Could Park51 Kill Manhattan Real Estate?
Jim Hanas Nov. 2, 2010, 2:43 p.m.
The controversy surrounding the “Ground Zero mosque” is driving away some Middle-Eastern investors from New York real estate, The Real Deal reports. The article recounts a recent apartment deal with a Saudi investor that fell through and quotes experts who say Middle-Eastern investors have plenty of reason to flee, even if they have long preferred New York real estate because of the legal protections and freedom.
The Real Estate desk flagged the danger a couple of months ago, quoting former Pakistani ambassador Akbar Ahmed: “I think the genie is out of the bottle,” said Mr. Ahmed when asked if he thought the damage done to the Muslim world’s perceptions of America could be walked back. “Because it is not just about one mosque, and it is not just now.”
Of course, it’s early to tell if this unease will actually translate into fewer deals, and brokers are adamant that it won’t.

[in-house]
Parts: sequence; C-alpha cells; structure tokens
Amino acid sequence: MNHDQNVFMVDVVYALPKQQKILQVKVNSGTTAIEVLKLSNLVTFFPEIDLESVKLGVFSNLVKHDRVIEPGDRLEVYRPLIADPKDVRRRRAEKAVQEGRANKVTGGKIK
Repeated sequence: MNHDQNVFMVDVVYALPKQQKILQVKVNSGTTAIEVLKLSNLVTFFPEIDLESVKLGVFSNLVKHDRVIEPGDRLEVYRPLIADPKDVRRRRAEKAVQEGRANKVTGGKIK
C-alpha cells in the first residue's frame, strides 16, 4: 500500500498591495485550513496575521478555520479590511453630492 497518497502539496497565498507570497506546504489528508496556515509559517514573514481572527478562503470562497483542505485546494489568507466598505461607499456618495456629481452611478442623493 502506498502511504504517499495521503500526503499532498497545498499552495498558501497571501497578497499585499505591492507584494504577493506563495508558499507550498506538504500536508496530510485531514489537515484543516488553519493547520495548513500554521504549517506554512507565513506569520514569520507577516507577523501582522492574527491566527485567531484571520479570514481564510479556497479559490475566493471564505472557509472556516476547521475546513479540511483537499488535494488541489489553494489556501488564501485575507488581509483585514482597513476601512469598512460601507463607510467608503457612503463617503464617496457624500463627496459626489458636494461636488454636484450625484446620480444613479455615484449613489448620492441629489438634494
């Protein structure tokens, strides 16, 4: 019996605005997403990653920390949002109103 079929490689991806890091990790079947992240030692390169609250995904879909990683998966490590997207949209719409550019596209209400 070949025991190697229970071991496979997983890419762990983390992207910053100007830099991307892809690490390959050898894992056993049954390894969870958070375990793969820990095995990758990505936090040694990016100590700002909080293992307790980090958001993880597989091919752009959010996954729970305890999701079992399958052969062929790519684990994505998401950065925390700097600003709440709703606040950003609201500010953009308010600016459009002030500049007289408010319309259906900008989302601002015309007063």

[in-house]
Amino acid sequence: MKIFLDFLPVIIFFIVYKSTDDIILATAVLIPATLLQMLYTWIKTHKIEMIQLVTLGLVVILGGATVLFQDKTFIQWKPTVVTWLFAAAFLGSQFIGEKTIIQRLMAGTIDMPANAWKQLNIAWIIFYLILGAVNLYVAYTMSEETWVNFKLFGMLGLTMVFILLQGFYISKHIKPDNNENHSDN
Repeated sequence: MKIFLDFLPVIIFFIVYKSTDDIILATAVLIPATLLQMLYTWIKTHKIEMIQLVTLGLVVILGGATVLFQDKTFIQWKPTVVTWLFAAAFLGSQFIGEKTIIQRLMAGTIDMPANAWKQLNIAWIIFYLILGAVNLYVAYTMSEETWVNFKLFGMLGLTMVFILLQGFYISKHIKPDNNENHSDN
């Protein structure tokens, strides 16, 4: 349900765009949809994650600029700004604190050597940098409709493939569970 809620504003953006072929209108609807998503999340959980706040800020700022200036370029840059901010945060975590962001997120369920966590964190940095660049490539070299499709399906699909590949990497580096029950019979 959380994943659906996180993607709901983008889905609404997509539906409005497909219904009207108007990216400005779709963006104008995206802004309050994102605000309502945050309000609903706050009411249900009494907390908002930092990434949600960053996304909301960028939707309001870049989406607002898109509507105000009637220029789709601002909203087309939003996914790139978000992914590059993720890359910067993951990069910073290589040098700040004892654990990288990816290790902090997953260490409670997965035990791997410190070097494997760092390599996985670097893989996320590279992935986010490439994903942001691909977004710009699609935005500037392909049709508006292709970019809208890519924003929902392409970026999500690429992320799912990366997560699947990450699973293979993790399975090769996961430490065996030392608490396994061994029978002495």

But consider that Middle Easterners did stop investing in U.S. real estate due to rising intolerance after 9/11. Moreover, it’s worth noting that wealthy Middle-Eastern oil tycoons aren’t the only ones turned off by perceived intolerance. Investment by Europeans–who plunk down the most money in New York real estate–also dropped off after 9/11 and the subsequent Iraq war.
New York recently shot ahead of London as the top place for foreign real estate investment. Not coincidentally, that corresponded with the growing perception that the U.S. is the most “stable” and “secure” place to invest. It might take more than the mosque controversy to erode that, but we do also have a national debt the size of the Atlantic and an election that, whichever way it falls, will likely only fuel the fires of intolerance in the country.
Of course, there’s a good chance that even if Middle Easterners and Europeans flee, Chinese investors won’t be turned off by a mere human rights spat.